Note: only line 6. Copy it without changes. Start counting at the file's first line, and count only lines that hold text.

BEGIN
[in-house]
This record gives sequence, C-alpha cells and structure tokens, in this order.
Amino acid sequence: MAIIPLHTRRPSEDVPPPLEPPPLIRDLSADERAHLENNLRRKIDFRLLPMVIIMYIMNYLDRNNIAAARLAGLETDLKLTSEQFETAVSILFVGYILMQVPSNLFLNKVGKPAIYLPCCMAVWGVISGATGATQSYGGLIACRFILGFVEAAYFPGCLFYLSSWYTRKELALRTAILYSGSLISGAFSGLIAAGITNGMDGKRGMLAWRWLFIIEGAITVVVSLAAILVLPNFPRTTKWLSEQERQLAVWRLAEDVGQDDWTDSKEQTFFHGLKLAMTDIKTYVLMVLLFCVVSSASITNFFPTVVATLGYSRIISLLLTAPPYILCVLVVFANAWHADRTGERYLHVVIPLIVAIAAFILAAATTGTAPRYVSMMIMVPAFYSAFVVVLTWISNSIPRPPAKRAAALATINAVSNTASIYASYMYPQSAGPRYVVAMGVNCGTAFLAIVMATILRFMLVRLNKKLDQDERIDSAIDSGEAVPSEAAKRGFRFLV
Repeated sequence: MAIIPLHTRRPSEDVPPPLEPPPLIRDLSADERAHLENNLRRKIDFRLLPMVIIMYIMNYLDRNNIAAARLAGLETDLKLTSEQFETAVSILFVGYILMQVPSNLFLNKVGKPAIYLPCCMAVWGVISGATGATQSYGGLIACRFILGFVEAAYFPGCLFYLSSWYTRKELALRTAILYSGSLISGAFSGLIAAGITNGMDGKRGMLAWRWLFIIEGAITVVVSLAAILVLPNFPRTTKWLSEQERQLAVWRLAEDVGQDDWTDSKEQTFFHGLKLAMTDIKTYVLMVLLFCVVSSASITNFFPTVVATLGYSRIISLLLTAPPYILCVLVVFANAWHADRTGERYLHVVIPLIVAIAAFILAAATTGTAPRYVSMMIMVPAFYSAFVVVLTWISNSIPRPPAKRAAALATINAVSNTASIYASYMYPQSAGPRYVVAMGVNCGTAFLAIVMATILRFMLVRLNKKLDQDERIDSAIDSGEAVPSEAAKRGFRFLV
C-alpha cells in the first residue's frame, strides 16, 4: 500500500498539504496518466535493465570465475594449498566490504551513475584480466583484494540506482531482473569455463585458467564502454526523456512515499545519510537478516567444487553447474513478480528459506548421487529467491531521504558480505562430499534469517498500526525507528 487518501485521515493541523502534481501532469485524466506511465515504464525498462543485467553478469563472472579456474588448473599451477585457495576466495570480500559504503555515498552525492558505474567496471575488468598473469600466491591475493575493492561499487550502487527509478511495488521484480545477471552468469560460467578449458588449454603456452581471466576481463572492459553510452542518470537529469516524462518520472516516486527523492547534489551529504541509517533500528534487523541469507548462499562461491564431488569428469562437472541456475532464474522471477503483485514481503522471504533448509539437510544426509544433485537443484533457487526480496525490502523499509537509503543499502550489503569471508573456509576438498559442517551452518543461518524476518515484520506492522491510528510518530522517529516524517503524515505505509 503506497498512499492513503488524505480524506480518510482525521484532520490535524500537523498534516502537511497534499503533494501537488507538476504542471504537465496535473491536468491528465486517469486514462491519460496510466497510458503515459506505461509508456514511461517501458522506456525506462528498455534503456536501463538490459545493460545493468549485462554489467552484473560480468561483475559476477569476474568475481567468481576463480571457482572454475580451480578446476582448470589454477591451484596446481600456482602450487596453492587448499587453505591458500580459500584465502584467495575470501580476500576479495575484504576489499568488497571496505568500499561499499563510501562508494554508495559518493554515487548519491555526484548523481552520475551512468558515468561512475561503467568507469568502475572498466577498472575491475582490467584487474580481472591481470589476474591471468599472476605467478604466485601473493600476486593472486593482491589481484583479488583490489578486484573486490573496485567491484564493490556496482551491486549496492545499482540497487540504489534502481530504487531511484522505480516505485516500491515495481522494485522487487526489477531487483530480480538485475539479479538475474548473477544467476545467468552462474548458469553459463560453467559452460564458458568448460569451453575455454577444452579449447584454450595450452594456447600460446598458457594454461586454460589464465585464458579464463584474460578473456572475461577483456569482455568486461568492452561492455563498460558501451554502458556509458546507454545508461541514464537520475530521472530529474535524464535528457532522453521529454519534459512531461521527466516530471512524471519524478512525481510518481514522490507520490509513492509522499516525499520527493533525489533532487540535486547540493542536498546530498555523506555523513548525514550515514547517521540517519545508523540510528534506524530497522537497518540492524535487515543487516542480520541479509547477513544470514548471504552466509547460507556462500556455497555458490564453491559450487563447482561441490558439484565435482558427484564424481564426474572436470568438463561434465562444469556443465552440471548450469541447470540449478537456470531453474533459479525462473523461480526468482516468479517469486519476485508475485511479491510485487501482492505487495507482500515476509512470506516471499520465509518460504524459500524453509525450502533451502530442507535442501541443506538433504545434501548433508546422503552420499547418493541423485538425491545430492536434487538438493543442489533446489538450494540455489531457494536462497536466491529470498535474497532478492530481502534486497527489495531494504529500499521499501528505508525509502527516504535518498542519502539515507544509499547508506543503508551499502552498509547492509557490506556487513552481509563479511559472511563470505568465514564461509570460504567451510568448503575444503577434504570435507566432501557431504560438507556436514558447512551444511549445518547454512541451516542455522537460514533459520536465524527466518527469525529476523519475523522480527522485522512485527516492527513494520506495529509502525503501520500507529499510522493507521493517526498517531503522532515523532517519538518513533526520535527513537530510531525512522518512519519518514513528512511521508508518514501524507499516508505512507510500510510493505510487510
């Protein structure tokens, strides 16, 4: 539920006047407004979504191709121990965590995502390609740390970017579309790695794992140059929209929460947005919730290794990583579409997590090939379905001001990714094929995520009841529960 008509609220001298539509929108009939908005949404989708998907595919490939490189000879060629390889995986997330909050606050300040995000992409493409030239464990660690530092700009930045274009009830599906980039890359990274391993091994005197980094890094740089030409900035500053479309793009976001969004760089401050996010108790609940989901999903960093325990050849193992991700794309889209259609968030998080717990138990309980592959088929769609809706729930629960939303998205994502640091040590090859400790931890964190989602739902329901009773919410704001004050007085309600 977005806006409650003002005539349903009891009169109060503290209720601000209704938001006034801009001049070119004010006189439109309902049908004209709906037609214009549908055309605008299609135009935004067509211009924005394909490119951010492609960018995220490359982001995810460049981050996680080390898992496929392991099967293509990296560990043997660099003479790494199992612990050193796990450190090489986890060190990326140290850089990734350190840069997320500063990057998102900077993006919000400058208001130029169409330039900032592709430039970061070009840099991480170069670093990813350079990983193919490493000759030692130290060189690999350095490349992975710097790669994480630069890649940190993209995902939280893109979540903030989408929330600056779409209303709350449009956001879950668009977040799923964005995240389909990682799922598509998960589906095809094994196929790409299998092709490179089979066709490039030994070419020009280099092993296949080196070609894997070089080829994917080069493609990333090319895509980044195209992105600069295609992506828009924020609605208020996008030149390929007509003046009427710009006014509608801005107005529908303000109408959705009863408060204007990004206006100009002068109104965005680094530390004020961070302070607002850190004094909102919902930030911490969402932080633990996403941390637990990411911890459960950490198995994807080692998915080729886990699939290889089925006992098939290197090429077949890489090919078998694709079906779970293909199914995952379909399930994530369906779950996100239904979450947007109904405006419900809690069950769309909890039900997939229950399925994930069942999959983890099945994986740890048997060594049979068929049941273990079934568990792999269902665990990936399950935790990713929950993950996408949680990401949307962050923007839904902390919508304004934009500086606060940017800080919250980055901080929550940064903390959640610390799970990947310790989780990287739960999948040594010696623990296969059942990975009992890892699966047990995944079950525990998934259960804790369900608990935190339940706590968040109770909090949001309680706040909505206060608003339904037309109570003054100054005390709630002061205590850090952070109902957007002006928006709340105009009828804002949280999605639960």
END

């Protein structure tokens, strides 16, 4: 539920006047407004979504191709121990965590995502390609740390970017579309790695794992140059929209929460947005919730290794990583579409997590090939379905001001990714094929995520009841529960 008509609220001298539509929108009939908005949404989708998907595919490939490189000879060629390889995986997330909050606050300040995000992409493409030239464990660690530092700009930045274009009830599906980039890359990274391993091994005197980094890094740089030409900035500053479309793009976001969004760089401050996010108790609940989901999903960093325990050849193992991700794309889209259609968030998080717990138990309980592959088929769609809706729930629960939303998205994502640091040590090859400790931890964190989602739902329901009773919410704001004050007085309600 977005806006409650003002005539349903009891009169109060503290209720601000209704938001006034801009001049070119004010006189439109309902049908004209709906037609214009549908055309605008299609135009935004067509211009924005394909490119951010492609960018995220490359982001995810460049981050996680080390898992496929392991099967293509990296560990043997660099003479790494199992612990050193796990450190090489986890060190990326140290850089990734350190840069997320500063990057998102900077993006919000400058208001130029169409330039900032592709430039970061070009840099991480170069670093990813350079990983193919490493000759030692130290060189690999350095490349992975710097790669994480630069890649940190993209995902939280893109979540903030989408929330600056779409209303709350449009956001879950668009977040799923964005995240389909990682799922598509998960589906095809094994196929790409299998092709490179089979066709490039030994070419020009280099092993296949080196070609894997070089080829994917080069493609990333090319895509980044195209992105600069295609992506828009924020609605208020996008030149390929007509003046009427710009006014509608801005107005529908303000109408959705009863408060204007990004206006100009002068109104965005680094530390004020961070302070607002850190004094909102919902930030911490969402932080633990996403941390637990990411911890459960950490198995994807080692998915080729886990699939290889089925006992098939290197090429077949890489090919078998694709079906779970293909199914995952379909399930994530369906779950996100239904979450947007109904405006419900809690069950769309909890039900997939229950399925994930069942999959983890099945994986740890048997060594049979068929049941273990079934568990792999269902665990990936399950935790990713929950993950996408949680990401949307962050923007839904902390919508304004934009500086606060940017800080919250980055901080929550940064903390959640610390799970990947310790989780990287739960999948040594010696623990296969059942990975009992890892699966047990995944079950525990998934259960804790369900608990935190339940706590968040109770909090949001309680706040909505206060608003339904037309109570003054100054005390709630002061205590850090952070109902957007002006928006709340105009009828804002949280999605639960």